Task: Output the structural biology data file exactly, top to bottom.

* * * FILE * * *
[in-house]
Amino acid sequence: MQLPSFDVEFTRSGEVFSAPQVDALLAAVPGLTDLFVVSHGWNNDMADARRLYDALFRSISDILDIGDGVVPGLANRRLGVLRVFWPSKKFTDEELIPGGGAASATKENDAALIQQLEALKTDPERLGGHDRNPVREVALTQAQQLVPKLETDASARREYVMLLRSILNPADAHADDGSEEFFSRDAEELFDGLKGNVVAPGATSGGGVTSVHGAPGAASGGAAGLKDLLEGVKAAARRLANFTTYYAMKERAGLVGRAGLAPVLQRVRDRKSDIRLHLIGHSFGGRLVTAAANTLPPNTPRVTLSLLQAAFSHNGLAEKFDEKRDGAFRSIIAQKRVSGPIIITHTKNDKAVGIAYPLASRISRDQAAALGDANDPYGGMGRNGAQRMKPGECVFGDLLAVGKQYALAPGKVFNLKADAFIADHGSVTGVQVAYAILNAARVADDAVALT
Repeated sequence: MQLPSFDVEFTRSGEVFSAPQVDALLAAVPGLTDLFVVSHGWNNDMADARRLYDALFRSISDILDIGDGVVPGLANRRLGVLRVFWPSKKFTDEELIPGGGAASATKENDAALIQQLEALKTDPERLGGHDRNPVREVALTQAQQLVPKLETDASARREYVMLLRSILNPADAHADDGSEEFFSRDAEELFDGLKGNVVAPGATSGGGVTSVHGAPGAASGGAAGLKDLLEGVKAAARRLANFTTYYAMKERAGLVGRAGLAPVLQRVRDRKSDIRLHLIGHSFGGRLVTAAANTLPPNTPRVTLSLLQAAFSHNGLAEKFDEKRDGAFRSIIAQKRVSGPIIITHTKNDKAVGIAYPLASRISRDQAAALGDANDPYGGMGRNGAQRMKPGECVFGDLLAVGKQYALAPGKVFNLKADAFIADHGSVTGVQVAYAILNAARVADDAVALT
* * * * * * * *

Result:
[in-house]
Amino acid sequence: MQLPSFDVEFTRSGEVFSAPQVDALLAAVPGLTDLFVVSHGWNNDMADARRLYDALFRSISDILDIGDGVVPGLANRRLGVLRVFWPSKKFTDEELIPGGGAASATKENDAALIQQLEALKTDPERLGGHDRNPVREVALTQAQQLVPKLETDASARREYVMLLRSILNPADAHADDGSEEFFSRDAEELFDGLKGNVVAPGATSGGGVTSVHGAPGAASGGAAGLKDLLEGVKAAARRLANFTTYYAMKERAGLVGRAGLAPVLQRVRDRKSDIRLHLIGHSFGGRLVTAAANTLPPNTPRVTLSLLQAAFSHNGLAEKFDEKRDGAFRSIIAQKRVSGPIIITHTKNDKAVGIAYPLASRISRDQAAALGDANDPYGGMGRNGAQRMKPGECVFGDLLAVGKQYALAPGKVFNLKADAFIADHGSVTGVQVAYAILNAARVADDAVALT
Repeated sequence: MQLPSFDVEFTRSGEVFSAPQVDALLAAVPGLTDLFVVSHGWNNDMADARRLYDALFRSISDILDIGDGVVPGLANRRLGVLRVFWPSKKFTDEELIPGGGAASATKENDAALIQQLEALKTDPERLGGHDRNPVREVALTQAQQLVPKLETDASARREYVMLLRSILNPADAHADDGSEEFFSRDAEELFDGLKGNVVAPGATSGGGVTSVHGAPGAASGGAAGLKDLLEGVKAAARRLANFTTYYAMKERAGLVGRAGLAPVLQRVRDRKSDIRLHLIGHSFGGRLVTAAANTLPPNTPRVTLSLLQAAFSHNGLAEKFDEKRDGAFRSIIAQKRVSGPIIITHTKNDKAVGIAYPLASRISRDQAAALGDANDPYGGMGRNGAQRMKPGECVFGDLLAVGKQYALAPGKVFNLKADAFIADHGSVTGVQVAYAILNAARVADDAVALT